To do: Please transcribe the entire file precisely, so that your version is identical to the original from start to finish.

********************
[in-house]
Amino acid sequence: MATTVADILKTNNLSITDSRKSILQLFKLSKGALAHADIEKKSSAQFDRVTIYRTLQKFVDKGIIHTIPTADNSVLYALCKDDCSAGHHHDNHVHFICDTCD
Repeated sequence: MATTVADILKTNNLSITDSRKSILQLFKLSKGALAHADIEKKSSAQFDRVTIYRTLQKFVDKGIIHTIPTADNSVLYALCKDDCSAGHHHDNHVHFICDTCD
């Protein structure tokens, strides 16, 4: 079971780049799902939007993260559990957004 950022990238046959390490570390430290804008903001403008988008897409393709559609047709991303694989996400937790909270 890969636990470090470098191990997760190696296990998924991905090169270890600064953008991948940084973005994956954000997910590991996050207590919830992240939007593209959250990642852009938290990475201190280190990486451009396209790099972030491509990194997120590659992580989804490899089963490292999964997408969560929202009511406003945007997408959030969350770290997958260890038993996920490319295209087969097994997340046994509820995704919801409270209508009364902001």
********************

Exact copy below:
[in-house]
Amino acid sequence: MATTVADILKTNNLSITDSRKSILQLFKLSKGALAHADIEKKSSAQFDRVTIYRTLQKFVDKGIIHTIPTADNSVLYALCKDDCSAGHHHDNHVHFICDTCD
Repeated sequence: MATTVADILKTNNLSITDSRKSILQLFKLSKGALAHADIEKKSSAQFDRVTIYRTLQKFVDKGIIHTIPTADNSVLYALCKDDCSAGHHHDNHVHFICDTCD
């Protein structure tokens, strides 16, 4: 079971780049799902939007993260559990957004 950022990238046959390490570390430290804008903001403008988008897409393709559609047709991303694989996400937790909270 890969636990470090470098191990997760190696296990998924991905090169270890600064953008991948940084973005994956954000997910590991996050207590919830992240939007593209959250990642852009938290990475201190280190990486451009396209790099972030491509990194997120590659992580989804490899089963490292999964997408969560929202009511406003945007997408959030969350770290997958260890038993996920490319295209087969097994997340046994509820995704919801409270209508009364902001």